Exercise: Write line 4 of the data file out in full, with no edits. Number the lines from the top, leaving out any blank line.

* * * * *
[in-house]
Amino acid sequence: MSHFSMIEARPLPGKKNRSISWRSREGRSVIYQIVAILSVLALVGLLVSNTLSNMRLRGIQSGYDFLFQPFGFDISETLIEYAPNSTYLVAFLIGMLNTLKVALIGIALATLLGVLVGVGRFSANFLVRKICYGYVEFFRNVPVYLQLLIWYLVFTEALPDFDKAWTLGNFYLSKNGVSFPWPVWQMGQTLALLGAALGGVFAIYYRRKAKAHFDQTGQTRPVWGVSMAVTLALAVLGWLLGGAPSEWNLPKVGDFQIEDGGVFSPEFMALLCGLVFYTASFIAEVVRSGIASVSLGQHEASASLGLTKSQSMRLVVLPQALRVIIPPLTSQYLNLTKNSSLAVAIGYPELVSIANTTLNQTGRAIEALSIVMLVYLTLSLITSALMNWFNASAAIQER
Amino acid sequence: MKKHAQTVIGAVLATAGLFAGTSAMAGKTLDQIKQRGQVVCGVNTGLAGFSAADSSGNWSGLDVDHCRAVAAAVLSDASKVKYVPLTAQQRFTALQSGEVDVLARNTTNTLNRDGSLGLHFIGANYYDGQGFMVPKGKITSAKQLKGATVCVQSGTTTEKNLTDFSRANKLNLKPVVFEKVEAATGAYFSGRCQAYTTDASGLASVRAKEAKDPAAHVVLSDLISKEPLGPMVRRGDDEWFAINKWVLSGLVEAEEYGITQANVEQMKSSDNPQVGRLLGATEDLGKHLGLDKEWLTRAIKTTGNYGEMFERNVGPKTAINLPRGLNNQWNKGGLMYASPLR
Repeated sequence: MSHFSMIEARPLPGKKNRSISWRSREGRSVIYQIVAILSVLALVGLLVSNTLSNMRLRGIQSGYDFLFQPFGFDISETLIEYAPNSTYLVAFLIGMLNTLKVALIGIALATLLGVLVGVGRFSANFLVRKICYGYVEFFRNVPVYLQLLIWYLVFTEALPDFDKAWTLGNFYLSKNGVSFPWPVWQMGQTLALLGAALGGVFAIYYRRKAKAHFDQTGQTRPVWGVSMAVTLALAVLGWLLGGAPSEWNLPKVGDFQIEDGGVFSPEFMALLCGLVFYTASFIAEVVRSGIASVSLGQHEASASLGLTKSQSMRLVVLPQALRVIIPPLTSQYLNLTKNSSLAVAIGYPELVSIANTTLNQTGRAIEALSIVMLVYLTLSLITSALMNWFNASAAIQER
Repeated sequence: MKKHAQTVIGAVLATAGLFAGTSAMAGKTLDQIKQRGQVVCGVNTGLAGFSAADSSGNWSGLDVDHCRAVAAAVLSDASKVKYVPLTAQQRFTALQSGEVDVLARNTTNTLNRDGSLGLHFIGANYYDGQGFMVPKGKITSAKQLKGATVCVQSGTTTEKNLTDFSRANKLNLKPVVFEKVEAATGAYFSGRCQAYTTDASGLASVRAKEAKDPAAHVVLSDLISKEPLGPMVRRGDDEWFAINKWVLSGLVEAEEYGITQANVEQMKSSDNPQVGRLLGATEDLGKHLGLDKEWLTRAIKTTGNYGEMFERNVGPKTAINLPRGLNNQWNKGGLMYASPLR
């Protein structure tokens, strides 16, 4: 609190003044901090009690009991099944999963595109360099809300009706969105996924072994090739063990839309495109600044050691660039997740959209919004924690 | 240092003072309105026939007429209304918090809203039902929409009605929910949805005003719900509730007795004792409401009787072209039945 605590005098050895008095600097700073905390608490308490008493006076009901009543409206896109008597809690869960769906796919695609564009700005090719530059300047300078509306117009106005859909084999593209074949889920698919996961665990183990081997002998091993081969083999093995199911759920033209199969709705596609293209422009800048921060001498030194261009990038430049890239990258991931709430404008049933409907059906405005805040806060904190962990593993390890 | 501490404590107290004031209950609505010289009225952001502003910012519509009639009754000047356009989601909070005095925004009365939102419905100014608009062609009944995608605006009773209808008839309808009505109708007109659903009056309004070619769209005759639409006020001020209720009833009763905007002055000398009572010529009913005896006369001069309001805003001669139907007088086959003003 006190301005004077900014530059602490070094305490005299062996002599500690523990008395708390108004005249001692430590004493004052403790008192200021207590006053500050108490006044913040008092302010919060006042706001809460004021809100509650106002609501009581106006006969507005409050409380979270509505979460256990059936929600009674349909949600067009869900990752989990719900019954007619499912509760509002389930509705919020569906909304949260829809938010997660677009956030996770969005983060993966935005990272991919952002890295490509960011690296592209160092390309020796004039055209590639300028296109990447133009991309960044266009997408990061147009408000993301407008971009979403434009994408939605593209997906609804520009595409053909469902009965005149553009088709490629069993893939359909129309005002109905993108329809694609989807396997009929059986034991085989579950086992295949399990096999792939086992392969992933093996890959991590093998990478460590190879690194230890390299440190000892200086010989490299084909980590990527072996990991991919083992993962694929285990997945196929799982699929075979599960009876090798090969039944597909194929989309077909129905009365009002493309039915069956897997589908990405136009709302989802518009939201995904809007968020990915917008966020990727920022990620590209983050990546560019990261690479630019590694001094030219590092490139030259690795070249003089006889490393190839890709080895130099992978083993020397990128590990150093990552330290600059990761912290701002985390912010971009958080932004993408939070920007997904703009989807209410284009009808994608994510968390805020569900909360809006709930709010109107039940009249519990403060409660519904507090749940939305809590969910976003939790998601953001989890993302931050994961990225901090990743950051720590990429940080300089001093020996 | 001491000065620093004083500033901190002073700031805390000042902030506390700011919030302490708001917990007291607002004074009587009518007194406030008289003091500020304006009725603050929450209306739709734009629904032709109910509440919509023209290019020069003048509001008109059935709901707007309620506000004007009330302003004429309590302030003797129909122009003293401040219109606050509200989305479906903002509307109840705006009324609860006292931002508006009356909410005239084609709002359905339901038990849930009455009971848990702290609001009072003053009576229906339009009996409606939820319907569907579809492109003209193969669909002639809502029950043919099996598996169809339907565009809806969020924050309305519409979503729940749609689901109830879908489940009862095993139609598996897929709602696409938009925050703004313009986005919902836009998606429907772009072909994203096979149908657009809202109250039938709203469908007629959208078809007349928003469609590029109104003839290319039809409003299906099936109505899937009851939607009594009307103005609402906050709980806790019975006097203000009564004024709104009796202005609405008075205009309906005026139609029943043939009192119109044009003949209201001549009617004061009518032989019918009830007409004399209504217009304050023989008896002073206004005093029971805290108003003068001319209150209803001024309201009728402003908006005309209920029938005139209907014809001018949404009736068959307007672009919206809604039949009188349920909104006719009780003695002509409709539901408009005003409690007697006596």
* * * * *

Repeated sequence: MSHFSMIEARPLPGKKNRSISWRSREGRSVIYQIVAILSVLALVGLLVSNTLSNMRLRGIQSGYDFLFQPFGFDISETLIEYAPNSTYLVAFLIGMLNTLKVALIGIALATLLGVLVGVGRFSANFLVRKICYGYVEFFRNVPVYLQLLIWYLVFTEALPDFDKAWTLGNFYLSKNGVSFPWPVWQMGQTLALLGAALGGVFAIYYRRKAKAHFDQTGQTRPVWGVSMAVTLALAVLGWLLGGAPSEWNLPKVGDFQIEDGGVFSPEFMALLCGLVFYTASFIAEVVRSGIASVSLGQHEASASLGLTKSQSMRLVVLPQALRVIIPPLTSQYLNLTKNSSLAVAIGYPELVSIANTTLNQTGRAIEALSIVMLVYLTLSLITSALMNWFNASAAIQER